Sightless, but with a vision
Five years ago, Annie Young lost her sight due to an adverse reaction to chemotherapy. But she never lost her vision. Young, a 43-year-old mother of teenage boys, will be competing in her second straight weekend triathlon Sunday in Spicer. She is...
Five years ago, Annie Young lost her sight due to an adverse reaction to chemotherapy. But she never lost her vision.
Young, a 43-year-old mother of teenage boys, will be competing in her second straight weekend triathlon Sunday in Spicer.
She is one of over 350 competitors registered for the Green Lake Triathlon, according to race director Dave Baker. The race begins at 9 a.m. at Melvin's on the Lake. Her sons are unable to be there this weekend because one is already attending college and the other is in basic training in the Army. Her husband, Jim, will be at the event.
Young also competed last weekend at the Brewhouse Triathlon on Pike Lake in Duluth.
"I'm really excited because I know a little bit more of what to expect," said Young. "Last weekend I was very scared. I could hear my heart beating before we started."
Young was born in Chatfield and grew up in Rochester, graduating from Rochester Mayo. She went to Rochester Community College for one year and then spent 14 years in the Air Force where she was in a unit that identified hazardous materials. She eventually became a special agent in the Federal Aviation Agency (now part of Homeland Security).
She was diagnosed with ovarian cancer 18 years ago and underwent treatment at the Mayo Clinic and also United Methodist Hospital. Because of the adverse reaction to medical treatments she received, including chemotherapy, Young eventually began losing her sight five years ago and today can only see silhouettes of a close-range object.
Eventually, she enrolled at Vision Loss Resources in Minneapolis, a school designed to help people gain the skills back they had before their vision loss.
"They try to get you reacclimated with life again," Young explained. "They teach you things like how to use the microwave, the stove and how to do the laundry. And they teach you how to get from Point A to Point B in the community."
It was there that Young was taught how to swim. One day, while taking out the frustrations of a bad day on the stationary bike in the exercise room, Young's accelerated pedaling caught the eye of a bike racer.
"He said 'You sure can pedal' and tried to convince me to enter a race," said Young. "Then my swimming instructor told me I should train and enter a triathlon.
"I was talking to someone in church about it one day and Leslie Ernst overheard me and said she competed in triathlons and would be willing to train me."
Young, bold and adventurous, decided to give it a try. After many grueling hours of training, she felt confident enough to compete last weekend.
"We tried a lot of different ways for me to train and Leslie's family was very helpful going on the internet and looking up ways to help us."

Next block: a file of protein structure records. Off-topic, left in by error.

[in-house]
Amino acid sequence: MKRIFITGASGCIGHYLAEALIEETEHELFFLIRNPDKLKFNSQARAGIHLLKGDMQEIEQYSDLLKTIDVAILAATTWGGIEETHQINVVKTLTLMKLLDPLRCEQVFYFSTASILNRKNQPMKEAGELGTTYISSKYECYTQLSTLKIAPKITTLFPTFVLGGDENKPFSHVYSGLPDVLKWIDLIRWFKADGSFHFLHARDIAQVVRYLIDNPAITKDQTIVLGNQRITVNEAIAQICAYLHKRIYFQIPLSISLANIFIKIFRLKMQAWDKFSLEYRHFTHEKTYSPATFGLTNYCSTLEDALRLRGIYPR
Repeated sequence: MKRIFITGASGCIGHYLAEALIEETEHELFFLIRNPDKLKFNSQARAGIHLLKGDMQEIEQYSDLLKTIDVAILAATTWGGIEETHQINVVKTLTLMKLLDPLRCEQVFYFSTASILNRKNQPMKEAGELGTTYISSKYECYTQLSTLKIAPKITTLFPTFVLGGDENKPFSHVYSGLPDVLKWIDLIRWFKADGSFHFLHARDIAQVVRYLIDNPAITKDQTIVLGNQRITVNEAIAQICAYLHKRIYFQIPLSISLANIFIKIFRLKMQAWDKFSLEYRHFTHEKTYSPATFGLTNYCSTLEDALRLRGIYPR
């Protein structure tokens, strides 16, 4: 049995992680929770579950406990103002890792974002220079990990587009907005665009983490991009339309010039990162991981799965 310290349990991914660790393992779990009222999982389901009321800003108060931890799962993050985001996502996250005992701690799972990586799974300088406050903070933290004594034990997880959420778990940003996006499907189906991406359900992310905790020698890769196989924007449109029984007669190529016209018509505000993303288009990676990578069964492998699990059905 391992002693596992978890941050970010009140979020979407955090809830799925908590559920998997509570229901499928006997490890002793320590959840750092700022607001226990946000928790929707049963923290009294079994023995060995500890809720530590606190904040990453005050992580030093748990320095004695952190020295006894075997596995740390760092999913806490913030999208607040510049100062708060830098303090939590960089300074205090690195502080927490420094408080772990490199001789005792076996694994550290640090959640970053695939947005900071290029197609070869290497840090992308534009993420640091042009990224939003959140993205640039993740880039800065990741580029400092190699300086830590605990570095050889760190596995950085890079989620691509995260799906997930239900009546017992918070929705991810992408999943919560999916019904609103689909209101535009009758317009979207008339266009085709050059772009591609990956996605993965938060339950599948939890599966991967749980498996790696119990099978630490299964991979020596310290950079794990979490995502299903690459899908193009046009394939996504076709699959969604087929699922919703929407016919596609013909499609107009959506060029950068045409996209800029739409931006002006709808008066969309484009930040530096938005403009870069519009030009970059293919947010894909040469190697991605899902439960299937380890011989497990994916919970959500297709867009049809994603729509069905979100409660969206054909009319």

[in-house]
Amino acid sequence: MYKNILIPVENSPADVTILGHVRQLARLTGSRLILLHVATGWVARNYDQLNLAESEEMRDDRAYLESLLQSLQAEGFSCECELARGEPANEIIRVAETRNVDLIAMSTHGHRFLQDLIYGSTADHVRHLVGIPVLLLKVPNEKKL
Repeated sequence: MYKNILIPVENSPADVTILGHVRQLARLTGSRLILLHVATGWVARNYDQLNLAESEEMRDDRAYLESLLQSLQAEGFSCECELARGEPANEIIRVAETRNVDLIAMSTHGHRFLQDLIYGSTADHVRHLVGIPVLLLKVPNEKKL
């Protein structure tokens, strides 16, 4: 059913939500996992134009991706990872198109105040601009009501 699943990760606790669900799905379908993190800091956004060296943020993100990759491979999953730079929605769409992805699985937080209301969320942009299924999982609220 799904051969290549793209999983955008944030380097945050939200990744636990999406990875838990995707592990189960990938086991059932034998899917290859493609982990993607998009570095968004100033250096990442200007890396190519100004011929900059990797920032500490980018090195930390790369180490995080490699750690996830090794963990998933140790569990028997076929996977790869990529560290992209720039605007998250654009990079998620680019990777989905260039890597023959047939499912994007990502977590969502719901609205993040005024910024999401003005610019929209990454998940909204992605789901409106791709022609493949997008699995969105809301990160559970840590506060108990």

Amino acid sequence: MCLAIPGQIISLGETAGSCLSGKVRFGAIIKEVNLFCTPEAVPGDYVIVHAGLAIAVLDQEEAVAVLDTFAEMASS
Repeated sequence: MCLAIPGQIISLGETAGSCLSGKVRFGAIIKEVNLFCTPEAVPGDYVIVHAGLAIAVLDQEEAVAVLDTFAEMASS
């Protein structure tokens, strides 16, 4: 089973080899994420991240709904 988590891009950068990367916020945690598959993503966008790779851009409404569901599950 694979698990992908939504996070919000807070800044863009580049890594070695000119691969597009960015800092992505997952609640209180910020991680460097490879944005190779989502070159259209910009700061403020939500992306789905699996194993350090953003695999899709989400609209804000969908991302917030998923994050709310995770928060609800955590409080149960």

To practice swimming, Ernst tethered her foot to Young's swimsuit and swam in front of her. In the running portion, Ernst runs ahead of her, holding one end of Young's white cane, while Young holds the other. And they ride a tandem bike together.
"Since the beginning of this year, Leslie has relentlessly been researching how to train me because she had never done such a thing before," Young remarked. "My dream became her vision. She offers me infinite optimism, never runs out of energy and never lets me off with excuses."
Young admits the training has not been all pleasant and free of frustrations.
"I have my good days and my bad," she said. "Often people see blind persons as helpless, hopeless and pitiable. It was so refreshing to be in the company of someone who saw me as successful, productive and independent.'
Sometimes Ernst's help was almost too good. Ernst has been training herself for a Lifetime Triathlon of Olympic distance. Her teaching and refinement helped Young's times significantly improve. On one occasion in the pool, Young got off to such a fast start that Ernst was caught off guard and unable to get in front of her. Young ended up banging her head on the end wall.
"We put bubble-wrap in my swim cap after that," laughed Young.
Young and Ernst have run two 5k races together. They ran at the Mall of America in a race for breast cancer and tried out each holding an end of the cane for the first time. In the second race in Burnsville, Ernst intentionally dropped the cane just before the finish line and got behind Young and pushed her forward.
"We happened to be competing in the same age group in that race and she knew were placing first and second so she wanted me to experience to glory of finishing first. I still get a lump in my throat and tears in my eyes when I recall that day."
Ernst just takes her duties in stride.
"I enjoy working with Annie," she says, humbly. "She's an inspiration to me, too. I enjoy her desire to try anything. She doesn't like to give up."
Young got a scare at the Duluth race last weekend when another swimmer crossed her tether line and pulled her under the water.
When she surfaced, Young could hear the lifeguards on their jet skis and thought they were coming to get her and pull her out of the water.
"I yelled out 'No way' because I wasn't about to stop after I had come this far," she said. I was scared, but I kept going."
When Young finished the triathlon, her emotions caught up with her.
"I started crying right away," she recalls. "I thought about all I had been through and how much Leslie had done for me. I also thought I would be exhausted, but I felt really good."
And now she is ready to experience it all over again. And she is feeling as if there is no end in sight to the things she can accomplish.